Jeremy Hobson explains what a utility chicken is and provides us with some notable examples
There are definite post-war connotations to the word ‘utility’. There are, or were, utility trucks and, if you were said to be wearing utility clothing, everyone would know that you weren’t exactly dressed for a night on the town! Today, many of us have utility rooms in our houses but, whilst the dictionary describes the word ‘utility’ as being ‘basic and standardised’, it says of the word ‘utilitarianism’ that it is whenever ‘actions are right if they are useful or benefit the majority’. I could go on but, by now, you are, I’m sure, wondering just what my ramblings have to do with chicken keeping. In that case, let me explain!
Because most of us reading this erstwhile magazine keep chickens in the back garden as a hobby and for fresh eggs, we tend to choose our breeds for both looks and practicalities. Not so in the past: if a bird happened to be considered good looking that was a bonus; the main criteria was, however, that it should produce something ‘useful to the majority’, whether it be eggs or meat.
Quite obviously, lightly fleshed birds, usually of Mediterranean origin, would be the most efficient egg layers, whilst heavy-bodied birds such as the Cornish would provide a meal for the family. Other breeds such as the Wyandotte, Sussex and Rhode Island Red were what is commonly referred to as ‘dual-purpose’; the cockerels could be fattened quite quickly and efficiently while the females would lay a fair amount of eggs throughout the year and then, when their useful life was over, could be killed and included in a slow cooking pot roast.
So where does the term ‘utility’ come into play as far as chicken-keeping is concerned? Well, from the various snippets I’ve gleaned as a result of periodically perusing my collection of old poultry books – the main of which were written between 1900 and 1935 – it appears to be used quite often as an overall description of any breed that was commercially viable in either egg laying or meat production.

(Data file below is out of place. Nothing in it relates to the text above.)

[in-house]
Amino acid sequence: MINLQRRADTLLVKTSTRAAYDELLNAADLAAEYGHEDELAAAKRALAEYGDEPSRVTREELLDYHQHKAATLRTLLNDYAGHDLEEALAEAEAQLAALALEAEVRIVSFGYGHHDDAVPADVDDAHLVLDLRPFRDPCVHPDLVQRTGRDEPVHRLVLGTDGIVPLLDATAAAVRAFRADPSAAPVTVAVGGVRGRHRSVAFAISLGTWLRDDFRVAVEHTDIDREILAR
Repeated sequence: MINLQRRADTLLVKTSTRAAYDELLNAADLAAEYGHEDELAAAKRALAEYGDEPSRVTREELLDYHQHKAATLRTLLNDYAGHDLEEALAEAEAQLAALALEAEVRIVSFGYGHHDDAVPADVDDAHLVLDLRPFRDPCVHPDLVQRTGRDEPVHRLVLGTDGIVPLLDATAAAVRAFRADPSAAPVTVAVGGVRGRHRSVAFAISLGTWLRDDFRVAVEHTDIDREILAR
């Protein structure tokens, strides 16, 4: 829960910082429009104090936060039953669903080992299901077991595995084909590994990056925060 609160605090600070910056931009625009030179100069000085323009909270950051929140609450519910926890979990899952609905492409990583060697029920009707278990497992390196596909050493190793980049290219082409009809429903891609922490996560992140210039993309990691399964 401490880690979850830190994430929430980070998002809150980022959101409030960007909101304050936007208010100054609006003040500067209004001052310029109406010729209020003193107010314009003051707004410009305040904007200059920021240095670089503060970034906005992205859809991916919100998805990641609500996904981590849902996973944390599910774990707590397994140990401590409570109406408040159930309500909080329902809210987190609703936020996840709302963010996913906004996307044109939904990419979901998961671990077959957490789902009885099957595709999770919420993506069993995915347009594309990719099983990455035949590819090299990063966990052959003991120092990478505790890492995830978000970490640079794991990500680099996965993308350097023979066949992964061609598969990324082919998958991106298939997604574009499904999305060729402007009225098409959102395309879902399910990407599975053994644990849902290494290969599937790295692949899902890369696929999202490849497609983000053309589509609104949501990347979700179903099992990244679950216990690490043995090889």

The Ancona, for example, was a noted egg layer and featured as the winner of many commercial laying trials – and also on the show bench. In fact, in Fortunes from Eggs, compiled in 1919, it was said that the Ancona ‘is probably the only breed which has the same type for utility and exhibition’. Even in my early days of chicken-keeping in the 1960s and ’70s, the Ancona was just as popular in the back gardens of those who required a plentiful supply of eggs as it was an exhibition breed. But, some 40 plus years later, the question has to be asked: ‘Where are they now?’ On the ‘At Risk’ list of the Rare Breeds Survival Trust (RBST), that’s where.
The Ixworth – a utility bird bred essentially with meat rather than egg production in mind – is also on the same list. Originating from the time between the two World Wars, and taking its name from its Suffolk village of ‘birth’, the breed was developed by Reg Appleyard whose intention was to develop a quick maturing table bird. Using several white feathered and light-skinned breeds, Appleyard’s intention was to produce the fine white skin and meat required by the English table market.
A decade or so later, the Brussbar gave chicken-keepers’ of the era another choice of ‘utility’ breed. Nowadays however, they are as rare as the proverbial ‘hen’s teeth’ and the only ones I am personally aware of are kept by Andrew Sheppey of the Cobthorne Trust (mentioned in the ‘Summer 2014’ issue of the RBST’s magazine, The Ark). Like the Ixworth, the Brussbar came about by cross-breeding – and, in time, Brussbar cockerels were mated with Rhode Island Red hens in order to create the Rhodebar!